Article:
About this Research Topic
Artificial intelligence and machine learning systems have shown great success in digesting massive amounts of data. Healthcare and clinical practice are areas in which large datasets are often acquired for individual patients in the form of electronic health records. The diversity of data in electronic health records can range from time series of vital parameters of patients, irregularly-sampled information about drug administration, to imaging data of different modalities. The large volume and high dimensionality of this data make this domain a prime target for machine learning research. Methods developed in the context of clinical machine learning ought to, primarily, improve patient welfare by detecting novel biomarkers for complex syndromes such as sepsis or circulatory failure, and assist doctors in their daily routine.
Clinical data presents many idiosyncratic challenges that must be addressed and overcome for machine learning models to perform well. An example of these challenges is the need to consider measurements that are sampled at irregular time intervals, as is the case of data recorded in the intensive care unit. Proper handling of this data requires special choices of the predictive models that will be subsequently used. Other obstacles include the inability to transfer models between different hospital sites due to differences in calibration of acquisition equipment or measurement modalities. Additionally, if one focuses solely on classification tasks, differences in the prevalence of labeled examples may exacerbate the difficulty to compare models.
This collection comprises articles on the topic of applications of machine learning to healthcare, including contributions from speakers and organizers of the “Clinical Machine Learning” track at the Applied Machine Learning Days conference in March of 2021 (AMLD 2021). The track brought together practitioners and researchers to showcase state-of-the-art machine learning models in clinical practice.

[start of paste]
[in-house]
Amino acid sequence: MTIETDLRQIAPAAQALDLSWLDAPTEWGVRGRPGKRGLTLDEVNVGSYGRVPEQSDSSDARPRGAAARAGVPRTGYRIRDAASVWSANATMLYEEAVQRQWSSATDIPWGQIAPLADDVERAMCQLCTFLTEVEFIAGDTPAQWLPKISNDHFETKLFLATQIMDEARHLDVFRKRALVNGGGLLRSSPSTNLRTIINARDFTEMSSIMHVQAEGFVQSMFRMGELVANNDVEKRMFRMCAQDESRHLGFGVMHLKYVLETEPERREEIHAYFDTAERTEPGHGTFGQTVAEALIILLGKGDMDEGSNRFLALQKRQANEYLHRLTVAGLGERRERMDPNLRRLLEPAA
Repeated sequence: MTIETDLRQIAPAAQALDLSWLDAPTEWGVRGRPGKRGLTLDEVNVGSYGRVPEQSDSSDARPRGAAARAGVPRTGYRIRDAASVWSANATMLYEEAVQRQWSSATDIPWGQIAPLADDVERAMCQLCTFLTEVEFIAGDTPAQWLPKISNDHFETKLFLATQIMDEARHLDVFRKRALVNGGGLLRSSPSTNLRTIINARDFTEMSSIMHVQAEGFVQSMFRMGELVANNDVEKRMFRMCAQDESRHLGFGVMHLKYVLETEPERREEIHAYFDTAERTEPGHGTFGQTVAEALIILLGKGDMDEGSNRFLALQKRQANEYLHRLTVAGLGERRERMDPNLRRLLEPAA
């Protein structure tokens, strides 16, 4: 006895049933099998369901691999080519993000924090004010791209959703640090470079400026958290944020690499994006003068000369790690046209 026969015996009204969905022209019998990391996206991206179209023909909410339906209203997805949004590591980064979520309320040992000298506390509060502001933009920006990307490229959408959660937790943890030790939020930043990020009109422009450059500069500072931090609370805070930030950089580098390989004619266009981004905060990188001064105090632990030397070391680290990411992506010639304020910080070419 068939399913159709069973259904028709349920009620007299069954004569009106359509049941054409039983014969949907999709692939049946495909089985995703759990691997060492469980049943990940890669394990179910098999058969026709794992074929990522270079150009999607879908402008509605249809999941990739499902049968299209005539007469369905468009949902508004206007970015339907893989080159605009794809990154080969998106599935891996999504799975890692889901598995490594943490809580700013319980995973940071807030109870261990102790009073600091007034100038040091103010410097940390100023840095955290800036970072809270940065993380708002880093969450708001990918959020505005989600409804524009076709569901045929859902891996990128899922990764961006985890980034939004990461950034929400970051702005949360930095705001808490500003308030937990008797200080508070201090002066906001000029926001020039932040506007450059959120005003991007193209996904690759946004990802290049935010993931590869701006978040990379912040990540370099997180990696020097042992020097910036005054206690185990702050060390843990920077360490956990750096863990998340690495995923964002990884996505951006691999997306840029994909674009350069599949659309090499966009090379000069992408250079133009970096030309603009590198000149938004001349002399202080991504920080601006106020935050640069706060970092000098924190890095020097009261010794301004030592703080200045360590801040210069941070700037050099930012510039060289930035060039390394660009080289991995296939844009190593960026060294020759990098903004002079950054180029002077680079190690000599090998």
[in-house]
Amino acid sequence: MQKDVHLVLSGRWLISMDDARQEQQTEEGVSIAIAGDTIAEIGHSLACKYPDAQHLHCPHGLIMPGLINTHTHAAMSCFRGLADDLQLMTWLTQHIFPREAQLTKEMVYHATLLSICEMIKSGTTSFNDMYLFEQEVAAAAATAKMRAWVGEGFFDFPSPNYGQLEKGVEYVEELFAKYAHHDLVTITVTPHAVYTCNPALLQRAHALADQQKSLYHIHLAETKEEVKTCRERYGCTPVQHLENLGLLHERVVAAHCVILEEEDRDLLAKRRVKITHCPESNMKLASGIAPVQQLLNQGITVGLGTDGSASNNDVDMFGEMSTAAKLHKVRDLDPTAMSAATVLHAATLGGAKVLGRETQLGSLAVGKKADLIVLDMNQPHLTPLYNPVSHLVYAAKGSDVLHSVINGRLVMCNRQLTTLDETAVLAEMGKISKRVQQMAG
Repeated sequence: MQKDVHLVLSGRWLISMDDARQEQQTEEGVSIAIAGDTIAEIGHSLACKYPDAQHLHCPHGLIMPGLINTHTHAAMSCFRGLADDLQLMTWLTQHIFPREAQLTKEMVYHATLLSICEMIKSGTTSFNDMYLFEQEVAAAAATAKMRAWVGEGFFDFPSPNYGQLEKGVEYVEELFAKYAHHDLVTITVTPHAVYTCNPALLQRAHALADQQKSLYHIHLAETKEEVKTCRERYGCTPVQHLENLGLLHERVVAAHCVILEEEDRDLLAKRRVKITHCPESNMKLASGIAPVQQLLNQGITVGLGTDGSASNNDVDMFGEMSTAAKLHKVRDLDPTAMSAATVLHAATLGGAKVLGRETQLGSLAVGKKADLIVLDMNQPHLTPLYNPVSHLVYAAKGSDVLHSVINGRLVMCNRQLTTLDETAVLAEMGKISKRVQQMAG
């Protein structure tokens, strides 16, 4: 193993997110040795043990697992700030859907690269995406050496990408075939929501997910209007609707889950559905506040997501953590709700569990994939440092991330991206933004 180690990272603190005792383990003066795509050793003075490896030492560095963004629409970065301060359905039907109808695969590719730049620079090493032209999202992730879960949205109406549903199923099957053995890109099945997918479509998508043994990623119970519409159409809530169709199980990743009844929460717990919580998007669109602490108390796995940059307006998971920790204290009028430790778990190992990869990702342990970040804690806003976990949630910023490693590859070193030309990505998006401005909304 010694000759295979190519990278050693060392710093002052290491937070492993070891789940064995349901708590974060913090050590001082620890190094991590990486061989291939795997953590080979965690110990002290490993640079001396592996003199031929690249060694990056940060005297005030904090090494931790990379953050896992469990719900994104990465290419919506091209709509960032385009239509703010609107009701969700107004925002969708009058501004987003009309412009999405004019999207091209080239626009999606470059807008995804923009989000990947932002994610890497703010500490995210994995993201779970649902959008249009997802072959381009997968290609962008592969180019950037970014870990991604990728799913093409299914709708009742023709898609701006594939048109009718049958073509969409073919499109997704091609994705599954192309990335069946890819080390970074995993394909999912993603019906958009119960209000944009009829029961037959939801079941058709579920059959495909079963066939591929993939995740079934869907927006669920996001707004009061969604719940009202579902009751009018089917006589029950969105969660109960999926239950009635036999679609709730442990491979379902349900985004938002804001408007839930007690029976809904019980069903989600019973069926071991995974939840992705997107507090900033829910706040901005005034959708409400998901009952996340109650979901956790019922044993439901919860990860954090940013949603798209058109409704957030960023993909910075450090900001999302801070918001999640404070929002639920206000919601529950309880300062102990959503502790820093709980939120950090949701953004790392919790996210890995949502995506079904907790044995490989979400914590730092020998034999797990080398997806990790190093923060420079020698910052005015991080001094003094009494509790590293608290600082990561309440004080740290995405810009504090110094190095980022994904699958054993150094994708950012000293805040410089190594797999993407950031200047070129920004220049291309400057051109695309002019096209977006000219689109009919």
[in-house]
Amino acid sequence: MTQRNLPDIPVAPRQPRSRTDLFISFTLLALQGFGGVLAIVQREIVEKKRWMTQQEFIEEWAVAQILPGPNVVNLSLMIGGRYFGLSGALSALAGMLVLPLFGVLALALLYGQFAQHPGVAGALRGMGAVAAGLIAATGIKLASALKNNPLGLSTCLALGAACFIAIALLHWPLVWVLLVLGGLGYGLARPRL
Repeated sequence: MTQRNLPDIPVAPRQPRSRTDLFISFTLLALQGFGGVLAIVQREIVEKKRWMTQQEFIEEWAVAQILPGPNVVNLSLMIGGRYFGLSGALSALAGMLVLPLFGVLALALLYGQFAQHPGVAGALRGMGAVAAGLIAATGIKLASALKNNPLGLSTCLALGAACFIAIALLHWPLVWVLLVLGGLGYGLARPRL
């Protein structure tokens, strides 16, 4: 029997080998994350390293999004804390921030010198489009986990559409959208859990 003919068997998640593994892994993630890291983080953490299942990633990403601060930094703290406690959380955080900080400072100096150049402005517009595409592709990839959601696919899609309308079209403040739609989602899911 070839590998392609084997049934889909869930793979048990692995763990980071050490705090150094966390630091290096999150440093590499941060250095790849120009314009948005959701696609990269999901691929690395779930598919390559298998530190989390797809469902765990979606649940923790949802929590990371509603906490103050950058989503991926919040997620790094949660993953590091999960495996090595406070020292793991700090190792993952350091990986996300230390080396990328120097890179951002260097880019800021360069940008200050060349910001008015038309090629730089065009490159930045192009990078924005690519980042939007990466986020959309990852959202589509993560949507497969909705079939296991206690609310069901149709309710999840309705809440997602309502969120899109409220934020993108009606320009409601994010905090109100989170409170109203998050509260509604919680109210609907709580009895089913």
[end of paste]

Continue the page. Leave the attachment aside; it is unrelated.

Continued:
Manuscripts in this collection are expected to place particular emphasis on discussions about the use of machine learning for prospective studies. The goal is to describe existing success stories that are already out there and to catalogue the lessons to be learned from successful, and/or failed implementations. Additional aspects to consider comprise ethics, legal discussions, and many more. The aim is to provide a collection of articles that both stimulates the discussion of these aspects and provides insights into the future of the field.
Keywords: machine learning, artificial intelligence, deep learning, representation learning, healthcare, critical care medicine, computational biology, clinical informatics, biomedical data analysis, electronic health records, medical image analysis, computer visio
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